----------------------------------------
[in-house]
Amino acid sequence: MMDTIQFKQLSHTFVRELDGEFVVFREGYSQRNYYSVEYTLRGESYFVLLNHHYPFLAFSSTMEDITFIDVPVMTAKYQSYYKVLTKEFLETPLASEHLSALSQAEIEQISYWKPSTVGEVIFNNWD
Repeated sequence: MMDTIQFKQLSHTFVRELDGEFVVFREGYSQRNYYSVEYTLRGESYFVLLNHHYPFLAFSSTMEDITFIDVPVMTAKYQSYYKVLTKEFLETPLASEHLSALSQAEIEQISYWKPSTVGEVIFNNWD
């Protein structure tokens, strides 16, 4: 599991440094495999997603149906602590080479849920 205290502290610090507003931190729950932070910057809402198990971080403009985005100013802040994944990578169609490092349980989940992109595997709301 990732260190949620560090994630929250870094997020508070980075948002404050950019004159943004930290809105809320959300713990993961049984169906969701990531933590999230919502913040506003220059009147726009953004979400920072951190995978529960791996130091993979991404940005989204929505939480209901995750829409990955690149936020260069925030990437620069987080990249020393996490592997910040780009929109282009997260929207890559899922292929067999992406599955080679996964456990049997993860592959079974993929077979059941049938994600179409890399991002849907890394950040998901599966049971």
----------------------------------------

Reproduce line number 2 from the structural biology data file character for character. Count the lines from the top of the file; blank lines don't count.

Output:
Amino acid sequence: MMDTIQFKQLSHTFVRELDGEFVVFREGYSQRNYYSVEYTLRGESYFVLLNHHYPFLAFSSTMEDITFIDVPVMTAKYQSYYKVLTKEFLETPLASEHLSALSQAEIEQISYWKPSTVGEVIFNNWD